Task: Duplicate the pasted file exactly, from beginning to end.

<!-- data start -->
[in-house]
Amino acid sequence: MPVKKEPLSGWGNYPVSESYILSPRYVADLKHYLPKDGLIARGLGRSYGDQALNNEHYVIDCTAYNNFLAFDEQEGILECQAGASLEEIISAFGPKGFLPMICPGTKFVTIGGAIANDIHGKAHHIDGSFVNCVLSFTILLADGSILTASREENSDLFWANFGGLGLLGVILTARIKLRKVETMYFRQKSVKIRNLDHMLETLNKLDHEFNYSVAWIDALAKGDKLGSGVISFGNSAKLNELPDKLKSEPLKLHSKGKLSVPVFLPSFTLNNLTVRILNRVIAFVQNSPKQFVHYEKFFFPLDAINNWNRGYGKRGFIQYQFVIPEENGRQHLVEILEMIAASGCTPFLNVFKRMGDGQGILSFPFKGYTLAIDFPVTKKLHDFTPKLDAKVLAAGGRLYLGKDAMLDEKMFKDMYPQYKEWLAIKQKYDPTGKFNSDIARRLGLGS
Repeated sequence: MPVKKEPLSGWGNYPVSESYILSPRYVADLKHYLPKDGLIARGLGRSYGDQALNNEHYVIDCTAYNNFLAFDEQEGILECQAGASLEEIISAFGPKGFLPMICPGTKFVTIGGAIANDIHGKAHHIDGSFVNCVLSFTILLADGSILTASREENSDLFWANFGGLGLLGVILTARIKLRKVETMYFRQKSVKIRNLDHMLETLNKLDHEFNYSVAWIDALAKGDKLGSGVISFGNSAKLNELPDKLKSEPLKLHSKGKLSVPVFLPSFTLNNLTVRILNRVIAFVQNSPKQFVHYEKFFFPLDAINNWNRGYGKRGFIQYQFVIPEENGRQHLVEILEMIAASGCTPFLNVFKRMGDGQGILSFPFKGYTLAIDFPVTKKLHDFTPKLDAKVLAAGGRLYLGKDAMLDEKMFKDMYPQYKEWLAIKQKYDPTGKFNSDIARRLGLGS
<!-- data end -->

[in-house]
Amino acid sequence: MPVKKEPLSGWGNYPVSESYILSPRYVADLKHYLPKDGLIARGLGRSYGDQALNNEHYVIDCTAYNNFLAFDEQEGILECQAGASLEEIISAFGPKGFLPMICPGTKFVTIGGAIANDIHGKAHHIDGSFVNCVLSFTILLADGSILTASREENSDLFWANFGGLGLLGVILTARIKLRKVETMYFRQKSVKIRNLDHMLETLNKLDHEFNYSVAWIDALAKGDKLGSGVISFGNSAKLNELPDKLKSEPLKLHSKGKLSVPVFLPSFTLNNLTVRILNRVIAFVQNSPKQFVHYEKFFFPLDAINNWNRGYGKRGFIQYQFVIPEENGRQHLVEILEMIAASGCTPFLNVFKRMGDGQGILSFPFKGYTLAIDFPVTKKLHDFTPKLDAKVLAAGGRLYLGKDAMLDEKMFKDMYPQYKEWLAIKQKYDPTGKFNSDIARRLGLGS
Repeated sequence: MPVKKEPLSGWGNYPVSESYILSPRYVADLKHYLPKDGLIARGLGRSYGDQALNNEHYVIDCTAYNNFLAFDEQEGILECQAGASLEEIISAFGPKGFLPMICPGTKFVTIGGAIANDIHGKAHHIDGSFVNCVLSFTILLADGSILTASREENSDLFWANFGGLGLLGVILTARIKLRKVETMYFRQKSVKIRNLDHMLETLNKLDHEFNYSVAWIDALAKGDKLGSGVISFGNSAKLNELPDKLKSEPLKLHSKGKLSVPVFLPSFTLNNLTVRILNRVIAFVQNSPKQFVHYEKFFFPLDAINNWNRGYGKRGFIQYQFVIPEENGRQHLVEILEMIAASGCTPFLNVFKRMGDGQGILSFPFKGYTLAIDFPVTKKLHDFTPKLDAKVLAAGGRLYLGKDAMLDEKMFKDMYPQYKEWLAIKQKYDPTGKFNSDIARRLGLGS